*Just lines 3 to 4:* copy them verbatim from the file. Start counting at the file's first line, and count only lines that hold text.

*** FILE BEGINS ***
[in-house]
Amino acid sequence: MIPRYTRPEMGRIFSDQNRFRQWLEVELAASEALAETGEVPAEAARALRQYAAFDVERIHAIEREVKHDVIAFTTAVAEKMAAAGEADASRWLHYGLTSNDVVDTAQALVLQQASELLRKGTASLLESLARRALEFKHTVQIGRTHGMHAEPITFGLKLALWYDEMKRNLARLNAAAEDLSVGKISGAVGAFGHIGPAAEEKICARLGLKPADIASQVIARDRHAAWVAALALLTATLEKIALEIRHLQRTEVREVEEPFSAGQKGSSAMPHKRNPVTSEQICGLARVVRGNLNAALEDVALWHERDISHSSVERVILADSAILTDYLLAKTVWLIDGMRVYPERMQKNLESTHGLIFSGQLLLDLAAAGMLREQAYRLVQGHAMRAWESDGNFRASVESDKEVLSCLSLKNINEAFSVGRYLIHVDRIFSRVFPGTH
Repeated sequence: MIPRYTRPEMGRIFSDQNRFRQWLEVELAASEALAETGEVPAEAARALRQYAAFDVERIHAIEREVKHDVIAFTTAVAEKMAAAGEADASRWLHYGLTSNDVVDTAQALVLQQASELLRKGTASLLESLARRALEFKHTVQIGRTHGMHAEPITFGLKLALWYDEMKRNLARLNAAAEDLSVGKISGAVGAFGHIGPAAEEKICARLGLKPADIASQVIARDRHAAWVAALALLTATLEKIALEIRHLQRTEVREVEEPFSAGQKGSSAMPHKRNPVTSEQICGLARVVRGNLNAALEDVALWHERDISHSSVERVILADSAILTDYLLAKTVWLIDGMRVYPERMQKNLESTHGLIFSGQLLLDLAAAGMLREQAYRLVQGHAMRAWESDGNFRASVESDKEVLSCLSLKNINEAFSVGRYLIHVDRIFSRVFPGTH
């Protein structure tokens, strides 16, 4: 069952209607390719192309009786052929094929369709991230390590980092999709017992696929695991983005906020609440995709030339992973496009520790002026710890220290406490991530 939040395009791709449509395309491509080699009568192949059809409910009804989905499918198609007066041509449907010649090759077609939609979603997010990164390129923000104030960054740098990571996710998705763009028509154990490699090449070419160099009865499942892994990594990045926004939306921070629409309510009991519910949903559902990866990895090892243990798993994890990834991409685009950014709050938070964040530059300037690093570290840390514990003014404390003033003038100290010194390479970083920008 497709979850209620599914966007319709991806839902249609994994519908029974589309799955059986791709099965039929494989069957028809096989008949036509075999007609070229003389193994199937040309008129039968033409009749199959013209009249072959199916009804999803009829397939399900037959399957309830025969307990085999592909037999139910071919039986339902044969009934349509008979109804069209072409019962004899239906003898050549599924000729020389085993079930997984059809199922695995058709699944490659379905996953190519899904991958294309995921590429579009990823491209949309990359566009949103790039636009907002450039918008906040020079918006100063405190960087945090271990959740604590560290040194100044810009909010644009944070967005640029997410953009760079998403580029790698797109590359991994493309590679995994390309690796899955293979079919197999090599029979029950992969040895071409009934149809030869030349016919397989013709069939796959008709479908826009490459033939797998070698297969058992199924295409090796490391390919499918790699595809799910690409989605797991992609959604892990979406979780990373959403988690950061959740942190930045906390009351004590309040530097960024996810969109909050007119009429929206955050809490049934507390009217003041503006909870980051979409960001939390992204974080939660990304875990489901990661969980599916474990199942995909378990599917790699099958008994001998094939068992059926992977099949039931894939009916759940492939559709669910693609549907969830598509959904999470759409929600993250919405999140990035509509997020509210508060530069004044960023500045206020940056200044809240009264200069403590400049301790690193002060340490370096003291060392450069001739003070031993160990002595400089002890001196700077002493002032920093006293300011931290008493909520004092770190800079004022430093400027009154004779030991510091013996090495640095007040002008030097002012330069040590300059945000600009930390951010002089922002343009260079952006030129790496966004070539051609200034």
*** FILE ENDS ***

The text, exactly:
Repeated sequence: MIPRYTRPEMGRIFSDQNRFRQWLEVELAASEALAETGEVPAEAARALRQYAAFDVERIHAIEREVKHDVIAFTTAVAEKMAAAGEADASRWLHYGLTSNDVVDTAQALVLQQASELLRKGTASLLESLARRALEFKHTVQIGRTHGMHAEPITFGLKLALWYDEMKRNLARLNAAAEDLSVGKISGAVGAFGHIGPAAEEKICARLGLKPADIASQVIARDRHAAWVAALALLTATLEKIALEIRHLQRTEVREVEEPFSAGQKGSSAMPHKRNPVTSEQICGLARVVRGNLNAALEDVALWHERDISHSSVERVILADSAILTDYLLAKTVWLIDGMRVYPERMQKNLESTHGLIFSGQLLLDLAAAGMLREQAYRLVQGHAMRAWESDGNFRASVESDKEVLSCLSLKNINEAFSVGRYLIHVDRIFSRVFPGTH
């Protein structure tokens, strides 16, 4: 069952209607390719192309009786052929094929369709991230390590980092999709017992696929695991983005906020609440995709030339992973496009520790002026710890220290406490991530 939040395009791709449509395309491509080699009568192949059809409910009804989905499918198609007066041509449907010649090759077609939609979603997010990164390129923000104030960054740098990571996710998705763009028509154990490699090449070419160099009865499942892994990594990045926004939306921070629409309510009991519910949903559902990866990895090892243990798993994890990834991409685009950014709050938070964040530059300037690093570290840390514990003014404390003033003038100290010194390479970083920008 497709979850209620599914966007319709991806839902249609994994519908029974589309799955059986791709099965039929494989069957028809096989008949036509075999007609070229003389193994199937040309008129039968033409009749199959013209009249072959199916009804999803009829397939399900037959399957309830025969307990085999592909037999139910071919039986339902044969009934349509008979109804069209072409019962004899239906003898050549599924000729020389085993079930997984059809199922695995058709699944490659379905996953190519899904991958294309995921590429579009990823491209949309990359566009949103790039636009907002450039918008906040020079918006100063405190960087945090271990959740604590560290040194100044810009909010644009944070967005640029997410953009760079998403580029790698797109590359991994493309590679995994390309690796899955293979079919197999090599029979029950992969040895071409009934149809030869030349016919397989013709069939796959008709479908826009490459033939797998070698297969058992199924295409090796490391390919499918790699595809799910690409989605797991992609959604892990979406979780990373959403988690950061959740942190930045906390009351004590309040530097960024996810969109909050007119009429929206955050809490049934507390009217003041503006909870980051979409960001939390992204974080939660990304875990489901990661969980599916474990199942995909378990599917790699099958008994001998094939068992059926992977099949039931894939009916759940492939559709669910693609549907969830598509959904999470759409929600993250919405999140990035509509997020509210508060530069004044960023500045206020940056200044809240009264200069403590400049301790690193002060340490370096003291060392450069001739003070031993160990002595400089002890001196700077002493002032920093006293300011931290008493909520004092770190800079004022430093400027009154004779030991510091013996090495640095007040002008030097002012330069040590300059945000600009930390951010002089922002343009260079952006030129790496966004070539051609200034």